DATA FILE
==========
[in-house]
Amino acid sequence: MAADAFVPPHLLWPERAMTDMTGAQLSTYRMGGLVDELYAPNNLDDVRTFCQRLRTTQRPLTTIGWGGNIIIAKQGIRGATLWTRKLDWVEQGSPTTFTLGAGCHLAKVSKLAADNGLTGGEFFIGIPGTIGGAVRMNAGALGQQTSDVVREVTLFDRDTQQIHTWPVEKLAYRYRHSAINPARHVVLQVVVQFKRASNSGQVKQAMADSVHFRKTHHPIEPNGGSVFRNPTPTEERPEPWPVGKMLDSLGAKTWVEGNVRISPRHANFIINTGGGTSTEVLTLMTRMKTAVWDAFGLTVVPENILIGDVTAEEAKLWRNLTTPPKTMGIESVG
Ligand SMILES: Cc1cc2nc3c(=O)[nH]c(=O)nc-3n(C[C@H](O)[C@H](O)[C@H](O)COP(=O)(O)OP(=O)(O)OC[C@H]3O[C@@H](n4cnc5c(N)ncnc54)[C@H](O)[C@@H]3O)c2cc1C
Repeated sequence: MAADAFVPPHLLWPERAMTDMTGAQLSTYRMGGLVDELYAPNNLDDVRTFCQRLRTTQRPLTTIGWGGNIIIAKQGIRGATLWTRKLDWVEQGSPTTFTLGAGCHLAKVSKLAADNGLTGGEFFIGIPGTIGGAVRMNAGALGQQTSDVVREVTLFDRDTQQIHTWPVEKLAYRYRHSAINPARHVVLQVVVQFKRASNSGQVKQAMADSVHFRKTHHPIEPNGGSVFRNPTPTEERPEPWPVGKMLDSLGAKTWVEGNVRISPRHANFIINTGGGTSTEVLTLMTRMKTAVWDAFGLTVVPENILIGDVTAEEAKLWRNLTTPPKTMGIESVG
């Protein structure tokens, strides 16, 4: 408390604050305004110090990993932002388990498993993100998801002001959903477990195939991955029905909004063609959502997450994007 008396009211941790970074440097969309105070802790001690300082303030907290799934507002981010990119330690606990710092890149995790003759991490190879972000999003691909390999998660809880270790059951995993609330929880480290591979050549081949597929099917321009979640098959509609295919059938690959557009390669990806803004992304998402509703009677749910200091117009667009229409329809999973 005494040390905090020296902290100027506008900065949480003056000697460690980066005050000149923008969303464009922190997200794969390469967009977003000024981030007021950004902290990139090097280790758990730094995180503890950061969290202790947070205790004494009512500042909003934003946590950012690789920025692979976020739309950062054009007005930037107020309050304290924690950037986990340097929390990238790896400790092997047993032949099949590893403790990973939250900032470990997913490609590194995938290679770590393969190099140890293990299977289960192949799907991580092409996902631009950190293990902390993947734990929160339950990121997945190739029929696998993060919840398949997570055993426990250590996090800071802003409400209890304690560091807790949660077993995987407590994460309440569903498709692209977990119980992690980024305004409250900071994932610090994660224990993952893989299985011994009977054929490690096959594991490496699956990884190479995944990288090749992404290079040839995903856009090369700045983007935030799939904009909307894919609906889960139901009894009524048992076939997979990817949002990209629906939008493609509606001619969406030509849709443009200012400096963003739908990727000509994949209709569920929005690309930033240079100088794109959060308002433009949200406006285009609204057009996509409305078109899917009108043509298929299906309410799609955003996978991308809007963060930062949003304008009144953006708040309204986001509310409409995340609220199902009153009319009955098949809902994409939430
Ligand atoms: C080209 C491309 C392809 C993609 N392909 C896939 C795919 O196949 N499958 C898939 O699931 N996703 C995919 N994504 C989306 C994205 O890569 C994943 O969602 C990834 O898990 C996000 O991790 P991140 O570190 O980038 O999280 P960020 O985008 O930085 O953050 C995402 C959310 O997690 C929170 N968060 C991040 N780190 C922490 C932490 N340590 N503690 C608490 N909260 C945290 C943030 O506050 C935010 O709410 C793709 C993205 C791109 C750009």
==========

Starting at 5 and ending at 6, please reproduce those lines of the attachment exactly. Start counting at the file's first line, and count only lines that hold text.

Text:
């Protein structure tokens, strides 16, 4: 408390604050305004110090990993932002388990498993993100998801002001959903477990195939991955029905909004063609959502997450994007 008396009211941790970074440097969309105070802790001690300082303030907290799934507002981010990119330690606990710092890149995790003759991490190879972000999003691909390999998660809880270790059951995993609330929880480290591979050549081949597929099917321009979640098959509609295919059938690959557009390669990806803004992304998402509703009677749910200091117009667009229409329809999973 005494040390905090020296902290100027506008900065949480003056000697460690980066005050000149923008969303464009922190997200794969390469967009977003000024981030007021950004902290990139090097280790758990730094995180503890950061969290202790947070205790004494009512500042909003934003946590950012690789920025692979976020739309950062054009007005930037107020309050304290924690950037986990340097929390990238790896400790092997047993032949099949590893403790990973939250900032470990997913490609590194995938290679770590393969190099140890293990299977289960192949799907991580092409996902631009950190293990902390993947734990929160339950990121997945190739029929696998993060919840398949997570055993426990250590996090800071802003409400209890304690560091807790949660077993995987407590994460309440569903498709692209977990119980992690980024305004409250900071994932610090994660224990993952893989299985011994009977054929490690096959594991490496699956990884190479995944990288090749992404290079040839995903856009090369700045983007935030799939904009909307894919609906889960139901009894009524048992076939997979990817949002990209629906939008493609509606001619969406030509849709443009200012400096963003739908990727000509994949209709569920929005690309930033240079100088794109959060308002433009949200406006285009609204057009996509409305078109899917009108043509298929299906309410799609955003996978991308809007963060930062949003304008009144953006708040309204986001509310409409995340609220199902009153009319009955098949809902994409939430
Ligand atoms: C080209 C491309 C392809 C993609 N392909 C896939 C795919 O196949 N499958 C898939 O699931 N996703 C995919 N994504 C989306 C994205 O890569 C994943 O969602 C990834 O898990 C996000 O991790 P991140 O570190 O980038 O999280 P960020 O985008 O930085 O953050 C995402 C959310 O997690 C929170 N968060 C991040 N780190 C922490 C932490 N340590 N503690 C608490 N909260 C945290 C943030 O506050 C935010 O709410 C793709 C993205 C791109 C750009």